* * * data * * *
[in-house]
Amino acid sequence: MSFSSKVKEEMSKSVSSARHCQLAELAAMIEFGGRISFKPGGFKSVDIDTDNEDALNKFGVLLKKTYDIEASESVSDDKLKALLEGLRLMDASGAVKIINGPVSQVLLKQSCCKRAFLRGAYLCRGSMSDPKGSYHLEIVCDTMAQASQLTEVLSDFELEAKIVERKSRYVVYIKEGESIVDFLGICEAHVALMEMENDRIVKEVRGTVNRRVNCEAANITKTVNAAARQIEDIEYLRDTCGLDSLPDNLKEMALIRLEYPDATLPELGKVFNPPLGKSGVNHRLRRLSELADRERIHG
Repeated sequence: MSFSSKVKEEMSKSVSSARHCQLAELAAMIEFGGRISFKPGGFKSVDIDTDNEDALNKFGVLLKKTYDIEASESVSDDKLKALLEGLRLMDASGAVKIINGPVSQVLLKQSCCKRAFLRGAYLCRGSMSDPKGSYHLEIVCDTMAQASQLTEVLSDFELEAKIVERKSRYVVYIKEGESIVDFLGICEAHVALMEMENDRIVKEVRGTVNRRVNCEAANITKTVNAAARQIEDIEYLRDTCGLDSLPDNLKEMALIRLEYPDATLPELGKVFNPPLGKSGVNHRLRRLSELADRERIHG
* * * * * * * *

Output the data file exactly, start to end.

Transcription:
[in-house]
Amino acid sequence: MSFSSKVKEEMSKSVSSARHCQLAELAAMIEFGGRISFKPGGFKSVDIDTDNEDALNKFGVLLKKTYDIEASESVSDDKLKALLEGLRLMDASGAVKIINGPVSQVLLKQSCCKRAFLRGAYLCRGSMSDPKGSYHLEIVCDTMAQASQLTEVLSDFELEAKIVERKSRYVVYIKEGESIVDFLGICEAHVALMEMENDRIVKEVRGTVNRRVNCEAANITKTVNAAARQIEDIEYLRDTCGLDSLPDNLKEMALIRLEYPDATLPELGKVFNPPLGKSGVNHRLRRLSELADRERIHG
Repeated sequence: MSFSSKVKEEMSKSVSSARHCQLAELAAMIEFGGRISFKPGGFKSVDIDTDNEDALNKFGVLLKKTYDIEASESVSDDKLKALLEGLRLMDASGAVKIINGPVSQVLLKQSCCKRAFLRGAYLCRGSMSDPKGSYHLEIVCDTMAQASQLTEVLSDFELEAKIVERKSRYVVYIKEGESIVDFLGICEAHVALMEMENDRIVKEVRGTVNRRVNCEAANITKTVNAAARQIEDIEYLRDTCGLDSLPDNLKEMALIRLEYPDATLPELGKVFNPPLGKSGVNHRLRRLSELADRERIHG